There will be a review of policy, as announced and no doubt a vigorous debate will ensue, before a final position is adopted by the Party. I am not sure why the director of Progress appears so uncomfortable with the concept of democratic debate within the Party, or is this only considered permissible/desirable among those belonging to his particular faction and those whom he considers to be aligned?

      . .

  2. On October 2, 2015 at 2:47 pm robertcp responded with... #

    It is worth making the point that unilateralism meant more than abandoning Britain’s nuclear weapons. It also meant removing American nuclear weapons from British soil and implied opposition to NATO. The neutralism of unilateralists was what Gaitskell was objecting to in his famous speech. Unilateralists were defeated in the early 1960s but Labour’s manifesto in 1964 was unenthusiastic about Polaris. It is also worth pointing out that Kinnock said during the 1980s that he would not use nuclear weapons and this was not an issue in 1992 after Labour abandoned unilateralism,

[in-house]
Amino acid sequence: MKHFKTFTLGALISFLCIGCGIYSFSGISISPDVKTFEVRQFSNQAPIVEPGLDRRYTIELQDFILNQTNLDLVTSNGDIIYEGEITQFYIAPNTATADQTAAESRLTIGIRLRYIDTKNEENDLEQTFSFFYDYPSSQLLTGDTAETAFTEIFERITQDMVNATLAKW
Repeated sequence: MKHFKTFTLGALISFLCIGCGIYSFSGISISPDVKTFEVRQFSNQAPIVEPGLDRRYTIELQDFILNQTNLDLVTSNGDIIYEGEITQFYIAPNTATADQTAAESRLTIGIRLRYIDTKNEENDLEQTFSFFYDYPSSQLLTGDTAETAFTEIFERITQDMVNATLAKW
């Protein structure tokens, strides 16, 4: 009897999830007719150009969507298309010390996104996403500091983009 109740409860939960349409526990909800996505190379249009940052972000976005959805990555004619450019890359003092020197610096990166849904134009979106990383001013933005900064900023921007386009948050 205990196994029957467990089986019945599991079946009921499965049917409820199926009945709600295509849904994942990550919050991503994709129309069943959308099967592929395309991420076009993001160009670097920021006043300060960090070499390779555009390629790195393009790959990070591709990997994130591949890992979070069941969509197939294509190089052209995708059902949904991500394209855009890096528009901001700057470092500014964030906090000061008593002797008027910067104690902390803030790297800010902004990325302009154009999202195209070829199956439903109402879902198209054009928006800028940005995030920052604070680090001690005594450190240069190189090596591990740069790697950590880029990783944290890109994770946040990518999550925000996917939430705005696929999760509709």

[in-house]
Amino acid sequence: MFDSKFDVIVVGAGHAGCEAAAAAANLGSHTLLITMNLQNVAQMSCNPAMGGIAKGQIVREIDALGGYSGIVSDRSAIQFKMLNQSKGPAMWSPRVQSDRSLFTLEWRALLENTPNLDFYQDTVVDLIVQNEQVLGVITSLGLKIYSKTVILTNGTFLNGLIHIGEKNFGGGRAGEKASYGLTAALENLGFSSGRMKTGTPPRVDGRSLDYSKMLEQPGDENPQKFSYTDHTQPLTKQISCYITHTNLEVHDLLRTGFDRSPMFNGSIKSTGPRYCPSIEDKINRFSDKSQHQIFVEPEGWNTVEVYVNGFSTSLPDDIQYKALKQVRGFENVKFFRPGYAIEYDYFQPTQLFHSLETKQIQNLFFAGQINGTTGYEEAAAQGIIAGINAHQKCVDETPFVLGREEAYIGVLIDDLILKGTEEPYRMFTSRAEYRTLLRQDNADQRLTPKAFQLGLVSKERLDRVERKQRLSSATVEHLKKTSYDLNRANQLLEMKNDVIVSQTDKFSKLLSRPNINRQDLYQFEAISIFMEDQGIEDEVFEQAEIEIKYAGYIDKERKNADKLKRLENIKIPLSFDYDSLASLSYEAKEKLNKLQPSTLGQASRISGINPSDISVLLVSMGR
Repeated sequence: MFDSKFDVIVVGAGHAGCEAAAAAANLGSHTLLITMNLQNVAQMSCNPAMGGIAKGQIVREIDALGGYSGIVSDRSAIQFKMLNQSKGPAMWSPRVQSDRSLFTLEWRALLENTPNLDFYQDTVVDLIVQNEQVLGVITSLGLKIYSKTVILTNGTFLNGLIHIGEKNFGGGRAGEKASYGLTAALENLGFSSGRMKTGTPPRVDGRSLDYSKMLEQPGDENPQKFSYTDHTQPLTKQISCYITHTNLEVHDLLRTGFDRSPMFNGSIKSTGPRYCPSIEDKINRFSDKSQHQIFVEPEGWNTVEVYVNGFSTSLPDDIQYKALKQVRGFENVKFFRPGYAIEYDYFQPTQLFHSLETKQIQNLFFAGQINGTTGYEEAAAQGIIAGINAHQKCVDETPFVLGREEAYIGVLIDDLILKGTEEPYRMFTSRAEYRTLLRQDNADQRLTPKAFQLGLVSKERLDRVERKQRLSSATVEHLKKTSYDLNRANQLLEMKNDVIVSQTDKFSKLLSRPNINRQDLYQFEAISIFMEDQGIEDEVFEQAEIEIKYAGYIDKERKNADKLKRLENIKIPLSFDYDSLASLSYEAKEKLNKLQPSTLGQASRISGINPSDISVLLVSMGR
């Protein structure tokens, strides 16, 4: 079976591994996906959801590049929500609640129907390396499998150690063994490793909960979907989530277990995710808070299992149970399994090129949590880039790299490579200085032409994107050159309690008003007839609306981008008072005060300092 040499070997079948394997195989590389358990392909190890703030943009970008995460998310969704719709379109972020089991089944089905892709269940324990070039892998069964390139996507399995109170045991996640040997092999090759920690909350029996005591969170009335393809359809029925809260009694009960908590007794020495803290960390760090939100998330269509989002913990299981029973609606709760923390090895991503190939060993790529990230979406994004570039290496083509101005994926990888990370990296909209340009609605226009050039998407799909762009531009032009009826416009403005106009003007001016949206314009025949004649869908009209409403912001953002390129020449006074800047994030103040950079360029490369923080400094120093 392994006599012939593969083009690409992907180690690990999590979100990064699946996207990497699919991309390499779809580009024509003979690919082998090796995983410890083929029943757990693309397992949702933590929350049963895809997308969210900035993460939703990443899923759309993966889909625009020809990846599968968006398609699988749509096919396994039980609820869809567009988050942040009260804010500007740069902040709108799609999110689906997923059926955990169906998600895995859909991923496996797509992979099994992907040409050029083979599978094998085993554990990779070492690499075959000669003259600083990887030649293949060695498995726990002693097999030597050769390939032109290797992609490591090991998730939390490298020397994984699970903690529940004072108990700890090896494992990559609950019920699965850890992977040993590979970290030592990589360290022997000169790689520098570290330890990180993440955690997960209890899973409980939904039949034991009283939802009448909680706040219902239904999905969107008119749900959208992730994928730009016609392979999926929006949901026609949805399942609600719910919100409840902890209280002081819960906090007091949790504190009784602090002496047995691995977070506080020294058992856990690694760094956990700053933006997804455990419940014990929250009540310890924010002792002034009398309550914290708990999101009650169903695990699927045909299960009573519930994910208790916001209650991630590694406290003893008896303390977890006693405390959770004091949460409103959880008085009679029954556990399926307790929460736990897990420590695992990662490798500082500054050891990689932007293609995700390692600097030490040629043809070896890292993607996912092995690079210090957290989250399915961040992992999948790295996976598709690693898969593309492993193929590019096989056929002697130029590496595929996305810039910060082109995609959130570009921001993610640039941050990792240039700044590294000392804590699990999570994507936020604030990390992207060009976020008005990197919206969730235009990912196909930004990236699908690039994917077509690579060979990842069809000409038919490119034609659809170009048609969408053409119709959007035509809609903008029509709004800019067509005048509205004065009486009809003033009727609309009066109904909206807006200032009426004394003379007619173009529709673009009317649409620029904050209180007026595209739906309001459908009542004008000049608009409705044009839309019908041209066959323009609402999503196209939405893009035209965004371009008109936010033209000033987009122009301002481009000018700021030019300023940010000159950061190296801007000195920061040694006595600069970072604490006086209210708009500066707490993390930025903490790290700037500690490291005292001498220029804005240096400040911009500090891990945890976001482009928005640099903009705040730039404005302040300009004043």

My preference would be for Labour to negotiate away Trident, which would be consistent with a multilateralist approach.

    • On October 2, 2015 at 3:03 pm Jiesheng Li responded with... #

      the the mincing your own words

    • On October 2, 2015 at 4:38 pm David Lindsay responded with... #

      Gaitskell’s Campaign for Democratic Socialism explicitly supported the unilateral renunciation of Britain’s nuclear weapons, and the document Policy for Peace, on which Gaitskell eventually won his battle at the 1961 Labour Conference, stated: “Britain should cease the attempt to remain an independent nuclear power, since that neither strengthens the alliance, nor is it now a sensible use of our limited resources.”

      Numerous Tories with relevant experience – Anthony Head, Peter Thorneycroft, Nigel Birch, Aubrey Jones – were sceptical about, or downright hostile towards, British nuclear weapons in the 1950s and 1960s. In March 1964, while responsible for Polaris as First Lord of the Admiralty, George Jellicoe suggested that Britain’s nuclear deterrent be pooled with the rest of NATO.

      Far from representing national pride or independence, our nuclear weapons programme has only ever represented the wholesale subjugation of Britain’s defence capability to a foreign power. That power maintains no less friendly relations with numerous other countries, almost none of which have nuclear weapons.

  3. On October 2, 2015 at 4:37 pm David Lindsay responded with... #

    Would David Cameron ever press the nuclear button? Has anyone ever asked him? When will they? It would be a great deal worse to have on that button the finger of anyone who might ever consider pressing it. By definition, such a person is a psychopath.

    Enoch Powell said to vote Labour in 1987 because of nuclear weapons. People remember the 1974 exhortation to do so because of the EU, but not that. Nevertheless, it happened.